Drone Laws in Hungary

Agencies Responsible for regulating drones in Hungary

Drone Regulator in Hungary: Hungary’s General Directorate for Air Transport (GDAT)

EU Nations Drone Regulator and Regulations: European Union Aviation Safety Agency (EASA)

For a full explanation of EASA regulations simplified, please read our explainer: The rules for drone flyers in the European Union (Europe Drone Laws Simplified)

UAS Laws – General rules for flying drones in Hungary

The Hungarian agency responsible for drone safety, GDAT, has provided several internet-accessible details on flying for fun or work. The highlights are enumerated below. For more details, go to the link above.

As of 31st December 2020, national drone rules will be replaced by standard European regulations. This reform aims to create a truly harmonized drone market in Europe with the highest level of safety. In practice, it means that once a drone Οperator has received authorization from its state of registry, he/she will be allowed to circulate freely in the European Union. According to the level of risk involved, this new legal framework will introduce three categories of drone operations: Open, Specific, and Certified.

Drone operations are to be conducted according to the Commission Delegated Regulation (EU) 2019/945 and Commission Implementing Regulation (EU) 2019/947 (as amended).

Are drones allowed in Hungary?

According to GDAT, drones are allowed in Hungary, subject to GDAT and EASA regulations. Read on for details.

Here are the most important rules to know for flying a drone in Hungary

Drone operators must register all drones in Hungary.

Following registration, you must adhere to the following rules.

  • Drones may fly up to 50 meters (170 feet) above ground or sea level in the Open category and up to 120 meters (400 feet) in the Specific category. (The Department of Civil Aviation may grant exemptions to operators of specific category drones.) 
  • Direct visual contact with the drone is required, and the operating distance should not exceed 500 meters.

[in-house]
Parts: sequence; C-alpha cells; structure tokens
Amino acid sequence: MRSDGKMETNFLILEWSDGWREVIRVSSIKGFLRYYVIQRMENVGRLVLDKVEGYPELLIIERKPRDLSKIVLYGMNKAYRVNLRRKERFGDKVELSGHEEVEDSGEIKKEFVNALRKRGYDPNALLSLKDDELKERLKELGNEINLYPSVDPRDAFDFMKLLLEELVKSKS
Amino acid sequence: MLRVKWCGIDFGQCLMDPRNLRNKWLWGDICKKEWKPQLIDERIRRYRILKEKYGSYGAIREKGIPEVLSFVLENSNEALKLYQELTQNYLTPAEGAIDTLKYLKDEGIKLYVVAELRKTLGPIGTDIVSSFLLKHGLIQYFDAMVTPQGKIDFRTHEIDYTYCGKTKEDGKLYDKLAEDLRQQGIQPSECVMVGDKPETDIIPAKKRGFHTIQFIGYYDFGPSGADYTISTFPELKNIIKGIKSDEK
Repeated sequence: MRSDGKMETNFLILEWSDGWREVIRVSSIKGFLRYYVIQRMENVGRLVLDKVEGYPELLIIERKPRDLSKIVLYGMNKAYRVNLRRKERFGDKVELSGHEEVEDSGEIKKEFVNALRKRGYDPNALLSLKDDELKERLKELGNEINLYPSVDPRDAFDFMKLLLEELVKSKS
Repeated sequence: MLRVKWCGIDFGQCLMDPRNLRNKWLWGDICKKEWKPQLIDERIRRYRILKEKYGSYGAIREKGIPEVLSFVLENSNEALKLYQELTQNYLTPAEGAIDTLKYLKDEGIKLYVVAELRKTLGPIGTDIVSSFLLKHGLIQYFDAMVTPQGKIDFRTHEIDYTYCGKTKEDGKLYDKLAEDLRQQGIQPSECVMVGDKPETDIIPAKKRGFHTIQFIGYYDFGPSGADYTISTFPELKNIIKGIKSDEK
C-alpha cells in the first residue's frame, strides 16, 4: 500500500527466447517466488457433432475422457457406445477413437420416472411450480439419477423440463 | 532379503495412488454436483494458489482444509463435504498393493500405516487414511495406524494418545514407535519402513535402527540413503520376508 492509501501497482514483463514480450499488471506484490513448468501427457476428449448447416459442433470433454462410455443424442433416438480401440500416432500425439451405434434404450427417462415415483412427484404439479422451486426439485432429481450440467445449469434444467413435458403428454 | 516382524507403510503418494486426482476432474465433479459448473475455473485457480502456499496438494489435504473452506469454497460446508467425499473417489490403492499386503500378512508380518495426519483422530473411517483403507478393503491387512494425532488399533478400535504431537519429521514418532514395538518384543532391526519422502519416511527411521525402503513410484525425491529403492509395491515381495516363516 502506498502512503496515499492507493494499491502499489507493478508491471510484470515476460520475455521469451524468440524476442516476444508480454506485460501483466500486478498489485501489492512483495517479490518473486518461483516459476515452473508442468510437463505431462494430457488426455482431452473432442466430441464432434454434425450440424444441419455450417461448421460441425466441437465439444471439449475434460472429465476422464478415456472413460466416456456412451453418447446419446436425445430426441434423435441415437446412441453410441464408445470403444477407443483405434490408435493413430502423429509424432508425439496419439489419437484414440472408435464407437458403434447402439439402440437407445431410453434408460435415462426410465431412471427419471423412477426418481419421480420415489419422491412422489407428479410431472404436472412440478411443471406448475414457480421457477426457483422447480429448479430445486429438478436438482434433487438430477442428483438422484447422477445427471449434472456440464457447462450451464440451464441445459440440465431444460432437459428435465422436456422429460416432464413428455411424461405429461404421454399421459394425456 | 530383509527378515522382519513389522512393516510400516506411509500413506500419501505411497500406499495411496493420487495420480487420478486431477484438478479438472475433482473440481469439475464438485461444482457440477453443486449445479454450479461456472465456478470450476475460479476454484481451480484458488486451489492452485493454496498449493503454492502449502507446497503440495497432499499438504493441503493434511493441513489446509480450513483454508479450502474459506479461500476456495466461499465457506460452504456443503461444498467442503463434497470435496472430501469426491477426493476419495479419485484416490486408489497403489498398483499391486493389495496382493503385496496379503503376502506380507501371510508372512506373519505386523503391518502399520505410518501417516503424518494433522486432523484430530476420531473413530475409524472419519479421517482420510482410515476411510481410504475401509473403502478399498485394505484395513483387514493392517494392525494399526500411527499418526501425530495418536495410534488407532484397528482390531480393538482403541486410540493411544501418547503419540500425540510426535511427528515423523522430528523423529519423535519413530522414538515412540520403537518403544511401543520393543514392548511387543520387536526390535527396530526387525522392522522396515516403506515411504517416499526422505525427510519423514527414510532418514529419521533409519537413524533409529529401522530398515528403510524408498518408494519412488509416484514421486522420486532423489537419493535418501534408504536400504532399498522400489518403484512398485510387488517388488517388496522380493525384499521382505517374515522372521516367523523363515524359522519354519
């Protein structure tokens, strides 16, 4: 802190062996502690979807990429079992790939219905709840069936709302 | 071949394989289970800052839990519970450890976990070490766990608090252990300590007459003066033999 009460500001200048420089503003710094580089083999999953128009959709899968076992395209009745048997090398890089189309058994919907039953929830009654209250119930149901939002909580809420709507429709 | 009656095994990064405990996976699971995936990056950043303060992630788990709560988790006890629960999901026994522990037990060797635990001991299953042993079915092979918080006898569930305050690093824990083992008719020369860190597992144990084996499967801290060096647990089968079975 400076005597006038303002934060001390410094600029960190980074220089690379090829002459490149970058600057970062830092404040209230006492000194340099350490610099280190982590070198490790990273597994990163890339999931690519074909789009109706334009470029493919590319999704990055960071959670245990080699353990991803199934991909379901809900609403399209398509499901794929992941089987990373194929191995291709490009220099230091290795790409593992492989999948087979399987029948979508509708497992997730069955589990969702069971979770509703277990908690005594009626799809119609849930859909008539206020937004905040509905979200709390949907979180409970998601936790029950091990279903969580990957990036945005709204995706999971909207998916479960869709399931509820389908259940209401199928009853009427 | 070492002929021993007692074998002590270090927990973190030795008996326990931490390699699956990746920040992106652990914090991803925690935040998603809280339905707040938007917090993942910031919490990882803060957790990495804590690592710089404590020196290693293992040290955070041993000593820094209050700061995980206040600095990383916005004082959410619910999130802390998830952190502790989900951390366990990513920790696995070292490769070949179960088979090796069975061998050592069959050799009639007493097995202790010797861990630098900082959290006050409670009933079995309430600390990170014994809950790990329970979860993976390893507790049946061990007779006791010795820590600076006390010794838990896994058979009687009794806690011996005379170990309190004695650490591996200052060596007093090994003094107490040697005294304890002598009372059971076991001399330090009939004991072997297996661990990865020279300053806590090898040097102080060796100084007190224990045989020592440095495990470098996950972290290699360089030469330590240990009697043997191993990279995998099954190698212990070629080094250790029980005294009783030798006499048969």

• Avoid flying too close to residential areas or populated areas. 
  • Maintain a safety buffer zone of one kilometer around residential areas. 
  • Unless the owner/person consents, a safety distance of 500 meters from isolated buildings, people, vehicles, animals, and structures is required. 
  • Avoid flying near airports and heliports. Stay A minimum of eight (8) kilometers away from airports and three (3) kilometers from heliports for safety. 
  • At no time is it permissible to fly a drone at night. 
  • There shall be no flying over, within, or near military installations, public utility installations, archaeological sites, or public or private facilities.

Open Category

Given the low level of risk, neither prior authorization by the competent authority nor a declaration by the drone operator is required. The drone’s total takeoff mass must be less than 25kg and be operated within a visual line of sight at a maximum altitude of 120m.

Specific Category

Considering the moderate level of risk involved, flights in this category require authorization before the operation. The permission is given considering the mitigation measures identified in an operational risk assessment, except in specific standard scenarios where an operator declaration is sufficient.

Certified Category

Given the inherent dangers, certification of the drone and a licensed remote pilot are required. If your drone can carry people, you fall under the Certified category!

EASA Summary of Drone Flight Operation Requirements

EASA Summary Table of Drone Flight Operation Requirements
EASA Summary Table of Drone Flight Operation Requirements

Note for foreign operators

Operator Registration (Non-EU Residents)

  • If you are coming from a non-EU country and this is the first time you will fly your drone in an EU country, you MUST register as an Operator with the GDAT: The application for drone registration.
  • Upon registration, you will receive a unique Operator Registration number which you MUST attach to your drone. If you have several drones, the same number must be attached to all of them.
  • You are not allowed to fly in NO FLY ZONES, and you must keep away a minimum of 8km distance away from airports/heliports.